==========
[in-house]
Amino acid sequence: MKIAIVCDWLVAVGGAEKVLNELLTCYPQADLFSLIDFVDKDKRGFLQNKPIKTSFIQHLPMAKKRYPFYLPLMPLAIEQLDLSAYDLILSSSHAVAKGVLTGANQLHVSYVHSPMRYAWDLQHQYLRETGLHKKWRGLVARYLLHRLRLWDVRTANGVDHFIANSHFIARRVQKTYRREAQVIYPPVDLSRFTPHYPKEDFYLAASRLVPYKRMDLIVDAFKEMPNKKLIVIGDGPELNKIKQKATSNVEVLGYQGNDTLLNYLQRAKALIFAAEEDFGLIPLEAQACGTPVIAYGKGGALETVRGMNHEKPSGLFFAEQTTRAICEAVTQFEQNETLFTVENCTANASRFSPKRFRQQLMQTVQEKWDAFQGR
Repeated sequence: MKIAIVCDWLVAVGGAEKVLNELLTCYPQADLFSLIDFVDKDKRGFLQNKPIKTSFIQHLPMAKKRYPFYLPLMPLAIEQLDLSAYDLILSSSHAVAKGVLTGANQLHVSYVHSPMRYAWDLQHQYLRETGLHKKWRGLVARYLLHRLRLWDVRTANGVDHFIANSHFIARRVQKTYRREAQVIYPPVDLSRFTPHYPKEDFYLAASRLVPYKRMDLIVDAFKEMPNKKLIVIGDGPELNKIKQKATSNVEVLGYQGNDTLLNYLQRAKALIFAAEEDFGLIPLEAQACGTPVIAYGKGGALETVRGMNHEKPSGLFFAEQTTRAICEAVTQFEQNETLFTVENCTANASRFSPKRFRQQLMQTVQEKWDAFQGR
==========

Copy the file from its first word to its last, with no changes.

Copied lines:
[in-house]
Amino acid sequence: MKIAIVCDWLVAVGGAEKVLNELLTCYPQADLFSLIDFVDKDKRGFLQNKPIKTSFIQHLPMAKKRYPFYLPLMPLAIEQLDLSAYDLILSSSHAVAKGVLTGANQLHVSYVHSPMRYAWDLQHQYLRETGLHKKWRGLVARYLLHRLRLWDVRTANGVDHFIANSHFIARRVQKTYRREAQVIYPPVDLSRFTPHYPKEDFYLAASRLVPYKRMDLIVDAFKEMPNKKLIVIGDGPELNKIKQKATSNVEVLGYQGNDTLLNYLQRAKALIFAAEEDFGLIPLEAQACGTPVIAYGKGGALETVRGMNHEKPSGLFFAEQTTRAICEAVTQFEQNETLFTVENCTANASRFSPKRFRQQLMQTVQEKWDAFQGR
Repeated sequence: MKIAIVCDWLVAVGGAEKVLNELLTCYPQADLFSLIDFVDKDKRGFLQNKPIKTSFIQHLPMAKKRYPFYLPLMPLAIEQLDLSAYDLILSSSHAVAKGVLTGANQLHVSYVHSPMRYAWDLQHQYLRETGLHKKWRGLVARYLLHRLRLWDVRTANGVDHFIANSHFIARRVQKTYRREAQVIYPPVDLSRFTPHYPKEDFYLAASRLVPYKRMDLIVDAFKEMPNKKLIVIGDGPELNKIKQKATSNVEVLGYQGNDTLLNYLQRAKALIFAAEEDFGLIPLEAQACGTPVIAYGKGGALETVRGMNHEKPSGLFFAEQTTRAICEAVTQFEQNETLFTVENCTANASRFSPKRFRQQLMQTVQEKWDAFQGR